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4,000 farmers subscribe to ‘Planting for Food and Jobs’

A total of 4,092 farmers in the Brong Ahafo Region have, so far, been engaged in the cultivation of maize and rice under government’s flagship initiative “Planting for Food and Jobs” Programme.

The Brong Ahafo Regional Director of the Ministry of Food and Agriculture, Dr. Cyril Quist, told the B&FT that the number of beneficiary farmers is expected to “multiply” to over 20,000 in the minor farming season, by the middle of July.

Farmers in the region cultivate more maize and vegetable crops during the minor season as compared to the major season, where they mostly concentrate on crops like cassava and yam.

The Planting for Food and Jobs initiative is expected to increase the production of maize by 30 percent, rice by 49 percent, soyabean by 25 % and sorghum by 28 percent. Government plans to leverage the campaign to create about 750,000 direct and indirect jobs.

Dr. Cyril Quist told the B&FT that the programme has taken off well in the region, in the sense that as at the launch of the programme, most farmers in the region had already planted the crops but because of the juicy nature of the initiative, many of them enthusiastically accessed inputs under the programme to either expand or initiate new farms.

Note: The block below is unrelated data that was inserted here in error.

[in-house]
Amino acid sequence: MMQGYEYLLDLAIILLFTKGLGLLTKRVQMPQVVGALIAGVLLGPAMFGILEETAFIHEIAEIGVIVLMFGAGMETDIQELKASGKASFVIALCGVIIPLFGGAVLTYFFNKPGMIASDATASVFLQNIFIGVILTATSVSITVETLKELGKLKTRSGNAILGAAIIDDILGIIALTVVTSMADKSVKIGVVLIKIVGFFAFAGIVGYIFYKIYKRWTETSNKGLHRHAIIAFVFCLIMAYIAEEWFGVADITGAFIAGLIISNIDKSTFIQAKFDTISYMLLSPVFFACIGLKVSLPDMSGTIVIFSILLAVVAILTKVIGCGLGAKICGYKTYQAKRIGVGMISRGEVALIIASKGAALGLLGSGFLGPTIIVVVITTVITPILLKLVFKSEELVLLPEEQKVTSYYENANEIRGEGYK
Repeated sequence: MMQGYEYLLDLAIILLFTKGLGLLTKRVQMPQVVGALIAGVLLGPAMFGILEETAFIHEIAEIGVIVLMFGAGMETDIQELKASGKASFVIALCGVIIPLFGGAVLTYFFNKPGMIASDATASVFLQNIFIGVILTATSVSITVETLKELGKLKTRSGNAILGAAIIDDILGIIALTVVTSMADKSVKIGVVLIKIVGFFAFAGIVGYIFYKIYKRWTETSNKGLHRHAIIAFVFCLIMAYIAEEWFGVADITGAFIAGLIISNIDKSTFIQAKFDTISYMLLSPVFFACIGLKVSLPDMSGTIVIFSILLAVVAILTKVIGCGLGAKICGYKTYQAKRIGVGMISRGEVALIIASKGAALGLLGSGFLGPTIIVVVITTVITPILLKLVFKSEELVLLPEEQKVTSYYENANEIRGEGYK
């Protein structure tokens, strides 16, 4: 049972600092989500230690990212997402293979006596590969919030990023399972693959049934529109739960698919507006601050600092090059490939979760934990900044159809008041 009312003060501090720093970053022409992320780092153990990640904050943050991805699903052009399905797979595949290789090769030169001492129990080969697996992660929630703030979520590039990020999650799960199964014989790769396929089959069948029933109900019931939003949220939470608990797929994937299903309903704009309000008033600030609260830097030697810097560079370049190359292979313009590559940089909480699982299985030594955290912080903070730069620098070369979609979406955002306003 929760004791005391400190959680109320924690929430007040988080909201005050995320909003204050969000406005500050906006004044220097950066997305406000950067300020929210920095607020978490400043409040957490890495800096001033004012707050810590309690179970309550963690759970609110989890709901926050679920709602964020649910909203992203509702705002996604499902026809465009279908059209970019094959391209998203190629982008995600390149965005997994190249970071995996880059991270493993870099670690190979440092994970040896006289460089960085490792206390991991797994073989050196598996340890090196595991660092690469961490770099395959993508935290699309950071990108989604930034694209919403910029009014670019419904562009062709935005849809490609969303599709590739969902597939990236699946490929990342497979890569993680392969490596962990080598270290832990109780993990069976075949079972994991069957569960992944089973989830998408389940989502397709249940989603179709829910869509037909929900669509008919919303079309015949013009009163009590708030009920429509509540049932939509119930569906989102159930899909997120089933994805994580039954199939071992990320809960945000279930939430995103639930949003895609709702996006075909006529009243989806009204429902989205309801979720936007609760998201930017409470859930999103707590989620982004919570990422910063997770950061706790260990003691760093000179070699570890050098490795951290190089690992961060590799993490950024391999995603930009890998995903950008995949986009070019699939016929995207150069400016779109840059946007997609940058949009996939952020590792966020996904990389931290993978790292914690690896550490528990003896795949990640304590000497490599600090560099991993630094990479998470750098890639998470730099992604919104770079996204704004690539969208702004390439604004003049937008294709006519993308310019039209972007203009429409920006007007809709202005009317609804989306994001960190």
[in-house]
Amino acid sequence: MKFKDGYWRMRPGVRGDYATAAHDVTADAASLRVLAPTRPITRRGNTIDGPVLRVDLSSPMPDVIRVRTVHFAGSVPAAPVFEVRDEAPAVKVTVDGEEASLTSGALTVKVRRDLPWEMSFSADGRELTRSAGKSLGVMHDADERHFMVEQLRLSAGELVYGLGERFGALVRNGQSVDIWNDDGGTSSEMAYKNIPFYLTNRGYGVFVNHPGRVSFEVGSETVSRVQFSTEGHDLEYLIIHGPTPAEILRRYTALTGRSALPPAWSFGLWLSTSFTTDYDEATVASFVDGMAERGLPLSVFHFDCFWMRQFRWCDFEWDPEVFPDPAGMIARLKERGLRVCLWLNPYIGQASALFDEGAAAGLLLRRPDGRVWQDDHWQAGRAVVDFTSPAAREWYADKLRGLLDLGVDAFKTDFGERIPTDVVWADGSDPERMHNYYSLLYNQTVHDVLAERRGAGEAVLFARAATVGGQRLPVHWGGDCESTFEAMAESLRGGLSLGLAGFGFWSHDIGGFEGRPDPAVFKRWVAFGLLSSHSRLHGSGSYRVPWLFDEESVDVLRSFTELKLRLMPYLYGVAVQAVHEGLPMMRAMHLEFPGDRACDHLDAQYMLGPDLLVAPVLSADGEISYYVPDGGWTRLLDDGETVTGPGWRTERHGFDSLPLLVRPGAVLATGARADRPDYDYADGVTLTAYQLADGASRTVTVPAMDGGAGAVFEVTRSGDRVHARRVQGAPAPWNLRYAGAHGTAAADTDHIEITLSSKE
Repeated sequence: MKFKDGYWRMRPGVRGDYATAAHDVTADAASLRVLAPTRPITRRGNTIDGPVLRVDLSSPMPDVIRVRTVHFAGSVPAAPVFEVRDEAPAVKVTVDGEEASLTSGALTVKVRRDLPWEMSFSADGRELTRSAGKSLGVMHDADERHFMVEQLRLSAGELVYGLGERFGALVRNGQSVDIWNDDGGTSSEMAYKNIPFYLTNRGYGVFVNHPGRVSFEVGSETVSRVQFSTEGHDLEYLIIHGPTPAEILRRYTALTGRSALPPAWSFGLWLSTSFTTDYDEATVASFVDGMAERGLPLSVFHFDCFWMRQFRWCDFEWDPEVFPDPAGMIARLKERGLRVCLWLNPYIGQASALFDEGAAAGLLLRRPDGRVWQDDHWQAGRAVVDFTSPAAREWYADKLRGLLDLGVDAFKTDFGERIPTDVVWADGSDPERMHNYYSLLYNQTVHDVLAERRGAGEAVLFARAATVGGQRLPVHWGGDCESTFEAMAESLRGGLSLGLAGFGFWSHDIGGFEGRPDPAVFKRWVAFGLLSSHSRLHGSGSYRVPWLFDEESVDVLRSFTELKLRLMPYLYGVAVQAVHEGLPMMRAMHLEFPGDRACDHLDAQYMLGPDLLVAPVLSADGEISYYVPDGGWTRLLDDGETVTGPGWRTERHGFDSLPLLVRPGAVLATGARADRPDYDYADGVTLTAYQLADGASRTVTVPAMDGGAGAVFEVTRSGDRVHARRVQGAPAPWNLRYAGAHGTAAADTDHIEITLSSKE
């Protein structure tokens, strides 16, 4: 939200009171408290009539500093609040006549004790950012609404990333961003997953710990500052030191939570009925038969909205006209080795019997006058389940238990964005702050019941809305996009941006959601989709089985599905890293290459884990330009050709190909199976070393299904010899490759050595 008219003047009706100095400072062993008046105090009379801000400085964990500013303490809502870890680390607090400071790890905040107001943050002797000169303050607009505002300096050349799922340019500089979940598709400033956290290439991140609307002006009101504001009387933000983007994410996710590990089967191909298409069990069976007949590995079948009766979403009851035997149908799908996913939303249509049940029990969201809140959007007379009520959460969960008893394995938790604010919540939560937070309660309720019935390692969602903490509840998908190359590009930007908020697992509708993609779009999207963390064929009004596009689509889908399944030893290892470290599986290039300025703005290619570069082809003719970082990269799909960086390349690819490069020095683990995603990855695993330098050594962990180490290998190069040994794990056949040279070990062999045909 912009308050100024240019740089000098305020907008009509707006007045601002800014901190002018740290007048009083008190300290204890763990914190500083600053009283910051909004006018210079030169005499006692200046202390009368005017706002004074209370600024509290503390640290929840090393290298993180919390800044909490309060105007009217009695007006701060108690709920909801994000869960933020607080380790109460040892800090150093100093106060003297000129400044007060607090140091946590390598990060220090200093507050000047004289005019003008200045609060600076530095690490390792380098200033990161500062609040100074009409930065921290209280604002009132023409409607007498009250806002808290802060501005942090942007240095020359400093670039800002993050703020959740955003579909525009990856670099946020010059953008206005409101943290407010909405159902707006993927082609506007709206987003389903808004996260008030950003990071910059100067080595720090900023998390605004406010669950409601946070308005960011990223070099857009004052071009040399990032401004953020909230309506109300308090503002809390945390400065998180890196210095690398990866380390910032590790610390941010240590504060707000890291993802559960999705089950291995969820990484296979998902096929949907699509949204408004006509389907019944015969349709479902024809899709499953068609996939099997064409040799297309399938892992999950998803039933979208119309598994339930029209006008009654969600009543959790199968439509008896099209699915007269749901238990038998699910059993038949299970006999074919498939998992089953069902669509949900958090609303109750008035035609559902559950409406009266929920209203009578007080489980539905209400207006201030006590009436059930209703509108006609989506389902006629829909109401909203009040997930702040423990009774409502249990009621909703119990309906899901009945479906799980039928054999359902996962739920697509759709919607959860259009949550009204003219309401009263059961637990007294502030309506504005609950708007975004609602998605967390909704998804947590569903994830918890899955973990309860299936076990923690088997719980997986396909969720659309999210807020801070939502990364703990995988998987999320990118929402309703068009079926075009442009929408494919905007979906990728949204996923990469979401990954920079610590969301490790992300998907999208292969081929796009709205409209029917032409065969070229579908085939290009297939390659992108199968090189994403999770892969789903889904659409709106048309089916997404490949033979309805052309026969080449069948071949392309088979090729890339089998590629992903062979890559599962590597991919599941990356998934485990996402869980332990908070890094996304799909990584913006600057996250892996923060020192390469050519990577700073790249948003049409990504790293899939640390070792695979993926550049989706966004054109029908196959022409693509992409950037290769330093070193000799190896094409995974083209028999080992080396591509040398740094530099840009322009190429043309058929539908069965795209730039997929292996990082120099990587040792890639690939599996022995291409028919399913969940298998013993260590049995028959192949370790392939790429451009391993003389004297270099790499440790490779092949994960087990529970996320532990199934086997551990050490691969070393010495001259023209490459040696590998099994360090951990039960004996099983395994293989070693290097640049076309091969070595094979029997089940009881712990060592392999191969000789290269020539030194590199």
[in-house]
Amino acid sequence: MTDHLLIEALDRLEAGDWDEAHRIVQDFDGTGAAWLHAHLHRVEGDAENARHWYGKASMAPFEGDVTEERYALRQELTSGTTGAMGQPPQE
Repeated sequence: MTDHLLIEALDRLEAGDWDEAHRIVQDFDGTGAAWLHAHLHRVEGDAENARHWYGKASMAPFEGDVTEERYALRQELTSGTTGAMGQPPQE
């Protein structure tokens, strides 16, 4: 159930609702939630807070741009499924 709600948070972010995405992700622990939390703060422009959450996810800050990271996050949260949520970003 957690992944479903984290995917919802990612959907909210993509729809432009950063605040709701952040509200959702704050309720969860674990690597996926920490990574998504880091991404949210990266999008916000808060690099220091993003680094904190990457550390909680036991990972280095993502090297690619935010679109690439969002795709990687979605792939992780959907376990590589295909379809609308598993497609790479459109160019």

“Of the 4,092 farmers who have so far subscribed to the programme, 3,554 are males while 538 are females,” Dr Quist said.

“The good thing is that most of the farmers have accepted the hybrid maize seed with secured yield performance as compared to open-pollinated varieties. The average maize yield in the region is about 1.9 metric tonnes per hectare but the hybrid can give the farmers around 2.3 mt per hectare. We even expect some farmers will get between 2.5-3mt with this intervention,” he said.

“The government is keen on promoting agriculture as a business and yields level is very critical in this context. So, if farmers are going to get higher yields, then they would be active players in the values chain.”

Touching on plans for storage in anticipation of massive production levels, the Regional MoFA Director revealed that the National Food Buffer Stock Company (NAFCO) has assessed the existing warehouses (both private and public) in Brong Ahafo and it is expected to rehabilitate those that are not in good condition.

“The Ghana Grain Council also has warehouses all over and I believe these facilities can accommodate the expected productivity in the time being,” he added.

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